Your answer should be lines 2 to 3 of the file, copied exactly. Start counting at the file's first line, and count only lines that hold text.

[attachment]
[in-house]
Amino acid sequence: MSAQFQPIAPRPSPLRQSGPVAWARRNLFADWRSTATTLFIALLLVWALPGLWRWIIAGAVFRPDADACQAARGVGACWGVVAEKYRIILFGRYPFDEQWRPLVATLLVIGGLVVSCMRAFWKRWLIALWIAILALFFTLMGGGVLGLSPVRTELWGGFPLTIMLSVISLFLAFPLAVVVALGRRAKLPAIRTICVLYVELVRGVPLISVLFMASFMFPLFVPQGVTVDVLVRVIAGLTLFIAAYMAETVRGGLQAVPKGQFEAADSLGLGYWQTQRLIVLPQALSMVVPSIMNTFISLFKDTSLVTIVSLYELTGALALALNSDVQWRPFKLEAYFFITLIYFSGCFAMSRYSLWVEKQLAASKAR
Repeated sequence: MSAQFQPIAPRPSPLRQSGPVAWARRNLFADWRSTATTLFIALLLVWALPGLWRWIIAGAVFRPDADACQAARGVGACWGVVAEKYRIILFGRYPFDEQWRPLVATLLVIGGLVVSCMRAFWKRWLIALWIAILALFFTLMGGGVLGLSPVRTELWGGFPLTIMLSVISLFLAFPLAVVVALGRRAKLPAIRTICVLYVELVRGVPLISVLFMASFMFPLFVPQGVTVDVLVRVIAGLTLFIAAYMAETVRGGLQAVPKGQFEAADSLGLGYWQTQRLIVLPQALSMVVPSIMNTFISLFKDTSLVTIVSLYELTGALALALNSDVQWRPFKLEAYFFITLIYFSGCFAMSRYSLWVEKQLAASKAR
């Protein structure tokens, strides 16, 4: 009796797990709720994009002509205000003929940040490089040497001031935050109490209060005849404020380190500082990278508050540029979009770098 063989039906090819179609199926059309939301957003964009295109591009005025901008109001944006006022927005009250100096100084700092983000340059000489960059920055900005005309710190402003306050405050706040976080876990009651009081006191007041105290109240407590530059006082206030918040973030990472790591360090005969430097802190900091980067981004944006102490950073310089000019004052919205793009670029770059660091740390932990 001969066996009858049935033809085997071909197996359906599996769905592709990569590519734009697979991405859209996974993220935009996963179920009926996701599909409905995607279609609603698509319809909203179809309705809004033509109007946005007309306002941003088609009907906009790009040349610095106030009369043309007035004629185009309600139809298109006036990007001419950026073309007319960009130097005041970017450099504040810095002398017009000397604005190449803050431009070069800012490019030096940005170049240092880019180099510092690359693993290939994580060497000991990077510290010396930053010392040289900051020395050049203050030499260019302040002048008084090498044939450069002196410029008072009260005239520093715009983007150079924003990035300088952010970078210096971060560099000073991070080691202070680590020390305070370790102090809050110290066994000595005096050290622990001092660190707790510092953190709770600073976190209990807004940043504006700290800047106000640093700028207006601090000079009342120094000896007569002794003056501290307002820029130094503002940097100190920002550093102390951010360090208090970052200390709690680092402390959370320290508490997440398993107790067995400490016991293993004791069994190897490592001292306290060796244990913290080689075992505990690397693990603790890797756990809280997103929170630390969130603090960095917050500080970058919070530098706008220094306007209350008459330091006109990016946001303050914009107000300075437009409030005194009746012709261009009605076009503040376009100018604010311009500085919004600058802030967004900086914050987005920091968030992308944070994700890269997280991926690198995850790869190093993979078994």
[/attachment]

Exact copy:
Amino acid sequence: MSAQFQPIAPRPSPLRQSGPVAWARRNLFADWRSTATTLFIALLLVWALPGLWRWIIAGAVFRPDADACQAARGVGACWGVVAEKYRIILFGRYPFDEQWRPLVATLLVIGGLVVSCMRAFWKRWLIALWIAILALFFTLMGGGVLGLSPVRTELWGGFPLTIMLSVISLFLAFPLAVVVALGRRAKLPAIRTICVLYVELVRGVPLISVLFMASFMFPLFVPQGVTVDVLVRVIAGLTLFIAAYMAETVRGGLQAVPKGQFEAADSLGLGYWQTQRLIVLPQALSMVVPSIMNTFISLFKDTSLVTIVSLYELTGALALALNSDVQWRPFKLEAYFFITLIYFSGCFAMSRYSLWVEKQLAASKAR
Repeated sequence: MSAQFQPIAPRPSPLRQSGPVAWARRNLFADWRSTATTLFIALLLVWALPGLWRWIIAGAVFRPDADACQAARGVGACWGVVAEKYRIILFGRYPFDEQWRPLVATLLVIGGLVVSCMRAFWKRWLIALWIAILALFFTLMGGGVLGLSPVRTELWGGFPLTIMLSVISLFLAFPLAVVVALGRRAKLPAIRTICVLYVELVRGVPLISVLFMASFMFPLFVPQGVTVDVLVRVIAGLTLFIAAYMAETVRGGLQAVPKGQFEAADSLGLGYWQTQRLIVLPQALSMVVPSIMNTFISLFKDTSLVTIVSLYELTGALALALNSDVQWRPFKLEAYFFITLIYFSGCFAMSRYSLWVEKQLAASKAR